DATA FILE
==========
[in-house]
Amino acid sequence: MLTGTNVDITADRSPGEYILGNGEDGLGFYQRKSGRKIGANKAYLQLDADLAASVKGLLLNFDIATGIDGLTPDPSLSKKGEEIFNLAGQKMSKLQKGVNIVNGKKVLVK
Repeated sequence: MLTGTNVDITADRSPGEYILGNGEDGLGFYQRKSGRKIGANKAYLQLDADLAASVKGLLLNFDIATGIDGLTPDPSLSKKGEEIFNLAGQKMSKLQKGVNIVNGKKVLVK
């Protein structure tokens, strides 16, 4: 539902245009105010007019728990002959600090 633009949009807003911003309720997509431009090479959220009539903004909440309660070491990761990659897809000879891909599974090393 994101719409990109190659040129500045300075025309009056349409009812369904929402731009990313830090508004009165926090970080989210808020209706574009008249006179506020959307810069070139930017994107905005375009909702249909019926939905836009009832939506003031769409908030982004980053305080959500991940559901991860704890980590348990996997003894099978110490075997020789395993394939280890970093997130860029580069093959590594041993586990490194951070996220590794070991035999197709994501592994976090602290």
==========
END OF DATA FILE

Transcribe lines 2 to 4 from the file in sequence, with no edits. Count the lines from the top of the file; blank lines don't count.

Amino acid sequence: MLTGTNVDITADRSPGEYILGNGEDGLGFYQRKSGRKIGANKAYLQLDADLAASVKGLLLNFDIATGIDGLTPDPSLSKKGEEIFNLAGQKMSKLQKGVNIVNGKKVLVK
Repeated sequence: MLTGTNVDITADRSPGEYILGNGEDGLGFYQRKSGRKIGANKAYLQLDADLAASVKGLLLNFDIATGIDGLTPDPSLSKKGEEIFNLAGQKMSKLQKGVNIVNGKKVLVK
């Protein structure tokens, strides 16, 4: 539902245009105010007019728990002959600090 633009949009807003911003309720997509431009090479959220009539903004909440309660070491990761990659897809000879891909599974090393 994101719409990109190659040129500045300075025309009056349409009812369904929402731009990313830090508004009165926090970080989210808020209706574009008249006179506020959307810069070139930017994107905005375009909702249909019926939905836009009832939506003031769409908030982004980053305080959500991940559901991860704890980590348990996997003894099978110490075997020789395993394939280890970093997130860029580069093959590594041993586990490194951070996220590794070991035999197709994501592994976090602290």